UK: The danger of using your name as a trademark
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Registering your own name as a trademark for your business may seem like a good way to build a reputation in your chosen industry. However, business owners should also be aware of the potential danger of doing so.
If a business owner registers their own name as a trademark and eventually wants or needs to sell that business, it is likely to involve selling the trademark rights in their name. Indeed, much of a company’s value often resides in the name itself, especially in creative industries, such as fashion design. As a result, ex-owners may be prevented from conducting business under their own name in the future, as this may constitute trademark infringement.
WHAT CAN WE LEARN FROM ELIZABETH EMANUEL?
Elizabeth Emanuel, the designer of Princess Diana’s wedding dress, only recently won back the right to design under her own name after a 25-year legal battle.
After Elizabeth’s marriage failed, she sold her business. When she later decided to return to the fashion business, Elizabeth was prevented from designing under her own name because she had voluntarily sold her trademark rights in her name, so using her name would amount to trademark infringement.
Elizabeth isn’t the only one losing the right to design under her own name. Kate Spade has not been involved with the well-known brand for many years and has now launched a brand under the name Frances Valentine to avoid infringing on the Kate Spade brand. Karen Millen and Jo Malone are other examples of other designers who have gone through similar experiences, for the latter we have seen the emergence of the Jo Loves brand.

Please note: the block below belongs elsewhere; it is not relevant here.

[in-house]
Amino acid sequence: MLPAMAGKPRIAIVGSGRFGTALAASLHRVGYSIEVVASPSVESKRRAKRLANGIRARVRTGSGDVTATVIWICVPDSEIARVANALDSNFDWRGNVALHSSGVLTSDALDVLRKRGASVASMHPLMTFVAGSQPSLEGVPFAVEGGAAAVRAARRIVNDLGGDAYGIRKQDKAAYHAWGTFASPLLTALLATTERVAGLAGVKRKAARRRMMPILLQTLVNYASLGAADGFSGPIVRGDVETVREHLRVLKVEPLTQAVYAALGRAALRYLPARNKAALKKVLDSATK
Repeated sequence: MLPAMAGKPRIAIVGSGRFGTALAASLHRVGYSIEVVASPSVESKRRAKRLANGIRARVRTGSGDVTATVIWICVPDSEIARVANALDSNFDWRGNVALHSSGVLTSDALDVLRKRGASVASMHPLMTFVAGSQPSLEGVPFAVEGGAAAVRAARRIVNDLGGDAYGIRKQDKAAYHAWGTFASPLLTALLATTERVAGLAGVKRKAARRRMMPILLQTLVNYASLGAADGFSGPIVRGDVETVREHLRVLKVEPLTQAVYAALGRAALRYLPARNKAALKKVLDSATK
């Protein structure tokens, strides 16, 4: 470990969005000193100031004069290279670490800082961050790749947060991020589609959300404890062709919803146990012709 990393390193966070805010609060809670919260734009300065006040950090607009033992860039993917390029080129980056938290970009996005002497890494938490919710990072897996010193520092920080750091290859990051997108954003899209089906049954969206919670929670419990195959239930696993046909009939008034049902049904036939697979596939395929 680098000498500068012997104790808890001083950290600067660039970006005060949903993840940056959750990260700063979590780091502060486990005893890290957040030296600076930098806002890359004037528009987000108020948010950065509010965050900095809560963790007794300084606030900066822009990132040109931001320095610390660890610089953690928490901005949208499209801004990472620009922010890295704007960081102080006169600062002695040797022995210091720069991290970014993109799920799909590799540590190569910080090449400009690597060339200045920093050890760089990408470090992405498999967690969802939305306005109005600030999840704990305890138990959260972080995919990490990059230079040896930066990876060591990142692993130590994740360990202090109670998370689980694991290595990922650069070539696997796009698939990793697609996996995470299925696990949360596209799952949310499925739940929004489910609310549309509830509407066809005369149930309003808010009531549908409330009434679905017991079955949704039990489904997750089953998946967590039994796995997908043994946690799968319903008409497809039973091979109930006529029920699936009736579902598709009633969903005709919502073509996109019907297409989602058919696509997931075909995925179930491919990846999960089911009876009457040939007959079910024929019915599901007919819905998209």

WHAT IS THE SOLUTION FOR THOSE IN THIS SITUATION?
In the UK, the law provides for a moral right of attribution in copyrighted works. This means that even though a creator may lose the right to use their own name as a trademark, creators may still have the right to indicate that they are the person who designed the work.
However, it is important to note that this moral right of attribution is a lesser right than the right to use the name as a trademark. Designers in this situation will still not be able to use their own name as a form of trademark to indicate the origin of their work.
WHAT SHOULD BUSINESS OWNERS CONSIDER BEFORE REGISTERING THEIR OWN NAME AS A TRADEMARK?
Before business owners decide to register their own name as a trademark, they should carefully consider whether they will be able to accept the position of not being able to do business under their own name in the future. .
If a business owner registers his name as a trademark and ultimately decides to sell his business; they must ensure that they have a carefully drafted purchase agreement setting out the precise scope of the provisions regarding the right to use their own name in the future; if this is not permitted, the price paid should make up for what is being given up, i.e. the right to trade under their own name.
Originally published on December 9, 2021
The content of this article is intended to provide a general guide on the subject. Specialist advice should be sought regarding your particular situation.
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